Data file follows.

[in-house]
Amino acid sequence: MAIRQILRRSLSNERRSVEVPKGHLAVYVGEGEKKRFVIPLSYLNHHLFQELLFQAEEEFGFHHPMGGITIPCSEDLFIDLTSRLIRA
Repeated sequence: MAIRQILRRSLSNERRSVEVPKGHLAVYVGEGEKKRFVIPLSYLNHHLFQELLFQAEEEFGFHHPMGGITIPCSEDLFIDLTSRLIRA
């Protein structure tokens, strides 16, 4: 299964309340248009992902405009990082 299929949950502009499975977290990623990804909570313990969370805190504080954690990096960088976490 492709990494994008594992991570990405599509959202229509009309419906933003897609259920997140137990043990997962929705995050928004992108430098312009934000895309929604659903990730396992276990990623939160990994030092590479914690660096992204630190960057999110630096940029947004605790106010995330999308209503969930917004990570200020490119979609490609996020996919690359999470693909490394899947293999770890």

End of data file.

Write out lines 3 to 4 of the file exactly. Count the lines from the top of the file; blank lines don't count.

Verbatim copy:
Repeated sequence: MAIRQILRRSLSNERRSVEVPKGHLAVYVGEGEKKRFVIPLSYLNHHLFQELLFQAEEEFGFHHPMGGITIPCSEDLFIDLTSRLIRA
């Protein structure tokens, strides 16, 4: 299964309340248009992902405009990082 299929949950502009499975977290990623990804909570313990969370805190504080954690990096960088976490 492709990494994008594992991570990405599509959202229509009309419906933003897609259920997140137990043990997962929705995050928004992108430098312009934000895309929604659903990730396992276990990623939160990994030092590479914690660096992204630190960057999110630096940029947004605790106010995330999308209503969930917004990570200020490119979609490609996020996919690359999470693909490394899947293999770890």